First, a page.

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So You’re Asked to Represent Your Community

An illustration of a woman lying down because she is over-capacity

3 Ways to Answer the Question, “Do I have capacity for that?”

By Uma Rao, Rainier Valley Corps Capacity Building Coach

In my work as a Capacity Building Coach, I have come to understand that at its core, my job often comes down to helping organizations and their leaders figure out how to find the resources in order to do more — or alternatively, how to help organizations do less when resources are not available or relevant.

Now, this sounds simple, but as you can imagine, it gets endlessly complicated. We as a sector need to better understand our actual capacity and how to work within it. On a personal note, I myself don’t just want to understand it — I need to understand it — in order to avoid burnout.

The burnout conundrum

When I talk to program staff and executives, a frequent topic of conversation that comes up when we address burnout is getting real about our priorities.

Unfortunately, it can be hard to do this, because we are pulled in so many different directions, and we often bounce between requests from our communities and requests from the “mainstream” agencies that also try to serve our communities. Another obstacle that takes us away from our main priorities are the times when we are asked to represent our community and educate others.

Consider these frequent asks that come to leaders/organizations serving communities of color: “Will you join XX task force?” (a long term commitment) or even “Will you speak on a panel/give us a training about your community at XX event?” (a short term commitment).

If you’ve worked in an organization specifically serving communities of color, no matter the field/expertise, you have received this request, right? Staffmembers often tell me that requests like this take up a lot of time  and so staffmembers are tempted to say no to requests, but they are worried that if they say no then somehow their community will miss out on an opportunity for greater visibility or be left out of important policy decisions.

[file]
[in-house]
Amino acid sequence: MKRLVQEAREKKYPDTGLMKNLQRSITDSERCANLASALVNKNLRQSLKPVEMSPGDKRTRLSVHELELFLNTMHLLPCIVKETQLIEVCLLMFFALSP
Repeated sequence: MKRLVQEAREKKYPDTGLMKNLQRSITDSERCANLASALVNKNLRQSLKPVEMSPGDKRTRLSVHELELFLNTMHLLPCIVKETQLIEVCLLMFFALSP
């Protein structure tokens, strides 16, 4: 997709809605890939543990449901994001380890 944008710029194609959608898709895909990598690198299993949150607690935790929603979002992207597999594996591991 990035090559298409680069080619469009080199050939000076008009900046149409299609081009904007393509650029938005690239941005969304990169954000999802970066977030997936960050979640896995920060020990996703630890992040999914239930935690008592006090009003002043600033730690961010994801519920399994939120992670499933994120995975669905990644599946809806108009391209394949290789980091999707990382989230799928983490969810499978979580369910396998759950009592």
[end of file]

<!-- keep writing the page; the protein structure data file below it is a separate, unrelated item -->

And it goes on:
I completely understand this struggle.

As leaders who work to advocate for our communities, we hold the weight of our community’s well-being and access to greater resources. We place a high amount of pressure on ourselves to be everywhere and to meet everyone’s requests because we want to serve the best interests of our communities.

However, as a  Capacity Building Coach, I want to challenge you to really consider which opportunities serve us and which ones do not. I urge you to answer this tough question because it’s important for us, people working in nonprofits that serve communities of color, to get better at saying NO to things or opportunities that don’t serve us or our communities.

I know what you might bethinking. You’re thinking, “That’s fine in theory, Uma, but when we work with communities of color, the sense of urgency can always feel high, which makes it harder to prioritize.”

You’re right! I completely understand this, too.

The ‘Do I have capacity for that?’ checklist

I offer you this: Three things to understand before you decide to say YES or NO to a new opportunity presented to you or your organization.

1. Rmember that not everything is urgent. I understand this gets tricky because you want to put your name out there and be at the table for important conversations, and it’s hard to know what is important — but here is a simple test for you to decide whether or not something is worth participating in. If you find yourself saying NO to more than 1 of these 3 questions, it probably means it’s not imperative for you to be there.